Major Butler County police agencies seek funds for new body cameras

Butler County Sheriff Richard Jones photographed on Tuesday, Nov. 10, 2020. NICK GRAHAM / STAFF
Caption
Butler County Sheriff Richard Jones photographed on Tuesday, Nov. 10, 2020. NICK GRAHAM / STAFF

The three largest law enforcement agencies in Butler County have applied for grants to implement body camera programs, including Sheriff Richard Jones, who has resisted using the technology until now.

Jones has applied for about $280,000 in state grant funds to implement a body camera program that would cost approximately $172,000 annually to run, according to Chief Deputy Anthony Dwyer. Jones told the Journal-News if the grant is denied — only $10 million is available over two years — he will not pursue the program.

“No I’m not excited about the cameras and if they turn me down that’s okay,” Jones said. “Hell I can hardly buy bullets and gas for my police cars and I hardly got enough money to feed my prisoners let alone an added burden that does no good at all.”

He said when there are officer involved shootings in big cities during uprisings “the videos are released that exonerate the police and it doesn’t stop, they still don’t believe it.”

He said there is already transparency on his police force but if they get the money he’ll take it, because he believes at some point in time he may be mandated to do so.

“People say this gives you transparency doesn’t it,” Jones said. “Here’s what I say no, we already have transparency, this gives me I guess triple transparency or quadruple transparency. See here, they still trust the police, they like the police in this community, this county.”

Dwyer told the Journal-News the grant would pay for about 150 cameras and start-up costs for the program. Jones said he would have to hire two employees to maintain the data and handle the program.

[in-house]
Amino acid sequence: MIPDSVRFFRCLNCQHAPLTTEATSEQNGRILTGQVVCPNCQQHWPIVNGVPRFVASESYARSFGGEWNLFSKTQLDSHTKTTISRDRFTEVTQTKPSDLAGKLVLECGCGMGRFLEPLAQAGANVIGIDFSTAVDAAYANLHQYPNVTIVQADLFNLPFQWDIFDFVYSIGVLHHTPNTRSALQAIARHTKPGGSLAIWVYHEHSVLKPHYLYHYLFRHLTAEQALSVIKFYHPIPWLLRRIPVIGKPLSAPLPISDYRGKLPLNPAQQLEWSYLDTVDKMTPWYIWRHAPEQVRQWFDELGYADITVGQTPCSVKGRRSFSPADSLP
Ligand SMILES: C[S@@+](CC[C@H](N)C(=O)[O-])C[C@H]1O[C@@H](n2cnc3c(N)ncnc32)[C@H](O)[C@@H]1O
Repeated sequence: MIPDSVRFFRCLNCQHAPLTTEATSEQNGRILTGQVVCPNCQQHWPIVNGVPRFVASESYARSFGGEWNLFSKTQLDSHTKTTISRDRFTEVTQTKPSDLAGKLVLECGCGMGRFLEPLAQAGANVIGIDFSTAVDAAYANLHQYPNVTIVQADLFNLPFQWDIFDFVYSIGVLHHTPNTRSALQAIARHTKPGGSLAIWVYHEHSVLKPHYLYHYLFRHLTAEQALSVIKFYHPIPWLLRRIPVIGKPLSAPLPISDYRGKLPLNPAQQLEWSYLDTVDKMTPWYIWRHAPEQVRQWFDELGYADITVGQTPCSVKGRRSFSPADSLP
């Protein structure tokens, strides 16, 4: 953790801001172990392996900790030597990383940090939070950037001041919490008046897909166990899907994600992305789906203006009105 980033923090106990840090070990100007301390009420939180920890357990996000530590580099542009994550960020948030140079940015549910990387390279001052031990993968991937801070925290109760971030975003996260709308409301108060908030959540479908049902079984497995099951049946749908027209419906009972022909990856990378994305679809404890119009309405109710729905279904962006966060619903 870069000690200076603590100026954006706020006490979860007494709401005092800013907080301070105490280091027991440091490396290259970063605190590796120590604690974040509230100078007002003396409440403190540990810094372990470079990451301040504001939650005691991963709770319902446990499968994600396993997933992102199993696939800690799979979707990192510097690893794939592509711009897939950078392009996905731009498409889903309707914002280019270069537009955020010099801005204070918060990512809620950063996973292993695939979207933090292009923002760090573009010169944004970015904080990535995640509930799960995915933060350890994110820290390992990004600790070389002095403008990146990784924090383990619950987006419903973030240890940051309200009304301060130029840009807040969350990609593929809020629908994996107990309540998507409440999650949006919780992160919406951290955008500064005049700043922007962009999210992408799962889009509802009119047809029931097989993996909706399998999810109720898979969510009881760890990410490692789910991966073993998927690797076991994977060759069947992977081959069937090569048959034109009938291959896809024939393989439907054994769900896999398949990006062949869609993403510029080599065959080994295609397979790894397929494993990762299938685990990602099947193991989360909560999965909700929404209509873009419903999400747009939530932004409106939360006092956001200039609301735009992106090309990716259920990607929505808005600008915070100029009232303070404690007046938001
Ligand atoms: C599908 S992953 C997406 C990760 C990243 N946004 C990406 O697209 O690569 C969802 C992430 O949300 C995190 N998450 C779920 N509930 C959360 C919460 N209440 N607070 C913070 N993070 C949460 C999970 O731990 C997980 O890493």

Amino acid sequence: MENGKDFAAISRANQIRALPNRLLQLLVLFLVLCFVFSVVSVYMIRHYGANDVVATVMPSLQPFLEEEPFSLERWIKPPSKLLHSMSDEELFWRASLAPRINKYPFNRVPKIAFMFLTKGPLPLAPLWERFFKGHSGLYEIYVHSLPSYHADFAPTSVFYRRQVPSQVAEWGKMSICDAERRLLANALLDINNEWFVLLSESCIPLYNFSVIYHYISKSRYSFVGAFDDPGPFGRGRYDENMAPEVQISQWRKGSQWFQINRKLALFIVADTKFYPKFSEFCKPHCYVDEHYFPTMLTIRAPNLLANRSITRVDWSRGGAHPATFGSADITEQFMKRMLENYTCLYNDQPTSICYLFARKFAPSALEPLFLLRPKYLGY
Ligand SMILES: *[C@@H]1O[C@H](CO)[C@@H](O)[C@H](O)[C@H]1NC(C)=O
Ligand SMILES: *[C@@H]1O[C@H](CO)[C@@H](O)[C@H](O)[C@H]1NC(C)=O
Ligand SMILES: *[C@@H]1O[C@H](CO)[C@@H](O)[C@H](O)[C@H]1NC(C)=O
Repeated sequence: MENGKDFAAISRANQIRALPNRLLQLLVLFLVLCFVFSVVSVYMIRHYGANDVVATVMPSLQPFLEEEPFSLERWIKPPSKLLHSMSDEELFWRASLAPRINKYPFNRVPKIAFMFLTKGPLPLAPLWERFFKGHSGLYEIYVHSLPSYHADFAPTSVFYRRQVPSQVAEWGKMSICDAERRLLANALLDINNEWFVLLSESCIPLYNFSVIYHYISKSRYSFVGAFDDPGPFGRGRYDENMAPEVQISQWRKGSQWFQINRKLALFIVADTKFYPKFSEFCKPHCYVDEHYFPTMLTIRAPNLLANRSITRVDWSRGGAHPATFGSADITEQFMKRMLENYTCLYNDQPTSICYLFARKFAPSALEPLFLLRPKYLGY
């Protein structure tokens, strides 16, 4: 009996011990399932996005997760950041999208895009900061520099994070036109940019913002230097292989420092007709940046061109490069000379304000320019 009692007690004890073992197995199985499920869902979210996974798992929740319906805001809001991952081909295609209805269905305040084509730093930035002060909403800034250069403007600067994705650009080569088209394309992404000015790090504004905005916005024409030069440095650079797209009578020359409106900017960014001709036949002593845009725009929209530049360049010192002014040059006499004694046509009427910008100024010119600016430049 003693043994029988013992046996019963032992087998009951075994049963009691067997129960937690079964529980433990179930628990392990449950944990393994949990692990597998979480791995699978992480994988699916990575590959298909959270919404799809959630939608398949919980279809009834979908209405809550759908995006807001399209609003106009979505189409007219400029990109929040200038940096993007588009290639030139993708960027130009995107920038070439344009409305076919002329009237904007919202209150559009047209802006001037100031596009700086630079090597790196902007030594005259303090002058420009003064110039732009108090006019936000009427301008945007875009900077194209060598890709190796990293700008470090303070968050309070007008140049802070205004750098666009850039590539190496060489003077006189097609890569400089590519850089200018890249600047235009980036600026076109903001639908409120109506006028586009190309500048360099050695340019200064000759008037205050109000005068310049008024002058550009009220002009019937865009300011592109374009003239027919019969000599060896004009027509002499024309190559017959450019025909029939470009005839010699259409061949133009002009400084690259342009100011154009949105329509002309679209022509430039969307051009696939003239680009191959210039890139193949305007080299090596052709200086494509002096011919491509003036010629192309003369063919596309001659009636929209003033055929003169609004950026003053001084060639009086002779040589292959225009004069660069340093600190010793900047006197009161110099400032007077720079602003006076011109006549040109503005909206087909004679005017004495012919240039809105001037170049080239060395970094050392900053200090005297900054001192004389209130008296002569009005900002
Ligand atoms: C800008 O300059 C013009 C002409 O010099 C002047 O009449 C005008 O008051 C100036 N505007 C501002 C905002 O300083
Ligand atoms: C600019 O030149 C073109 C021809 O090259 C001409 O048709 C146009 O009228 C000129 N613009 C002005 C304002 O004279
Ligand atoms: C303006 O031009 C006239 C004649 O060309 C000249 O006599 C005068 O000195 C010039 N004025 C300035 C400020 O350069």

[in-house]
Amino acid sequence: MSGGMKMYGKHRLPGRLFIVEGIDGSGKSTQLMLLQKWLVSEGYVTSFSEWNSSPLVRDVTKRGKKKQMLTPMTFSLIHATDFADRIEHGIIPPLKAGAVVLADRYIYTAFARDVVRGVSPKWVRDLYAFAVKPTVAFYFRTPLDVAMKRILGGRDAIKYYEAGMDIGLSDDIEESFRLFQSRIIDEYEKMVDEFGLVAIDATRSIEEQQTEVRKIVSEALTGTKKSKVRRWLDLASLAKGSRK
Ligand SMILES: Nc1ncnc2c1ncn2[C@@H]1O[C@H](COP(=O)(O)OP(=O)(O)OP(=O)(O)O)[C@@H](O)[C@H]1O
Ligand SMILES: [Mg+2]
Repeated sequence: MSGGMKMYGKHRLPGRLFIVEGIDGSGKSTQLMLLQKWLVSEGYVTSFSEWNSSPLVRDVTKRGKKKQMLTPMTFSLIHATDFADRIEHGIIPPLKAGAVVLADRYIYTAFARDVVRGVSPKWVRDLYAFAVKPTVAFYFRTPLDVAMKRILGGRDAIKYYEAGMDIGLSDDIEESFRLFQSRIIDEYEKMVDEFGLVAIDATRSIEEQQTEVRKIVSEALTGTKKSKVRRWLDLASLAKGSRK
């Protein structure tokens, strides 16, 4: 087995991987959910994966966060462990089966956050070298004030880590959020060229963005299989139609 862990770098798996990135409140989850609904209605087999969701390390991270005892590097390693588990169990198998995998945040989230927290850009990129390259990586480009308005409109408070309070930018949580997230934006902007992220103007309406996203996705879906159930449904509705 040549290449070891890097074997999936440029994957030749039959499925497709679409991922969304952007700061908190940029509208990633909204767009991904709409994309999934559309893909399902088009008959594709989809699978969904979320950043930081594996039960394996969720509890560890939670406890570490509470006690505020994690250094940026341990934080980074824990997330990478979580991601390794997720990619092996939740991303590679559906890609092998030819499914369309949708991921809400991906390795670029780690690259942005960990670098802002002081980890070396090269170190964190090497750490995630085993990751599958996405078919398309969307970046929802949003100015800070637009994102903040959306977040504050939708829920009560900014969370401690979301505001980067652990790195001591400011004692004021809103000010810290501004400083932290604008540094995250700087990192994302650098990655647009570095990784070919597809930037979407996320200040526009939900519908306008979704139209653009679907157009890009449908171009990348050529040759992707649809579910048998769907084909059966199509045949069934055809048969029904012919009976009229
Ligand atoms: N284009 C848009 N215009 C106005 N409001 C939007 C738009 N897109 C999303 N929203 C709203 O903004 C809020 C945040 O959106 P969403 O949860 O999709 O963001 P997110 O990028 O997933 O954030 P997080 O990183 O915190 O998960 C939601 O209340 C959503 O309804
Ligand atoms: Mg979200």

The sheriff’s office missed the Oct. 8 grant filing deadline because they were getting some clarifications — there was a one month window to apply — from the state, according to Dwyer, but he said they are still eligible. Bret Crowe, communications director for the Ohio Department of Public Safety, said they received and are evaluating 214 applications for the first round of funding including the sheriff’s.

For years Butler County police departments have shied away from body cameras because of the cost and the uncertainty about what needs to be retained as a record, what should or cannot be redacted and other privacy issues.

Gov. Mike DeWine encouraged all police agencies to apply for the grant funding because two-thirds of the state’s police agencies don’t have them.

“Body cameras are beneficial for peace officers and the public because they act as impartial eyes on events as they transpire, but most law enforcement agencies in Ohio don’t have them because they can’t afford them,” DeWine said. “One of my top priorities has always been ensuring that our law enforcement officers have the tools they need to best serve the public, and this new grant program will help eliminate the cost barriers associated with body-worn cameras and will contribute to a safer Ohio.”

ExploreButler County residents get more privacy with new police body camera law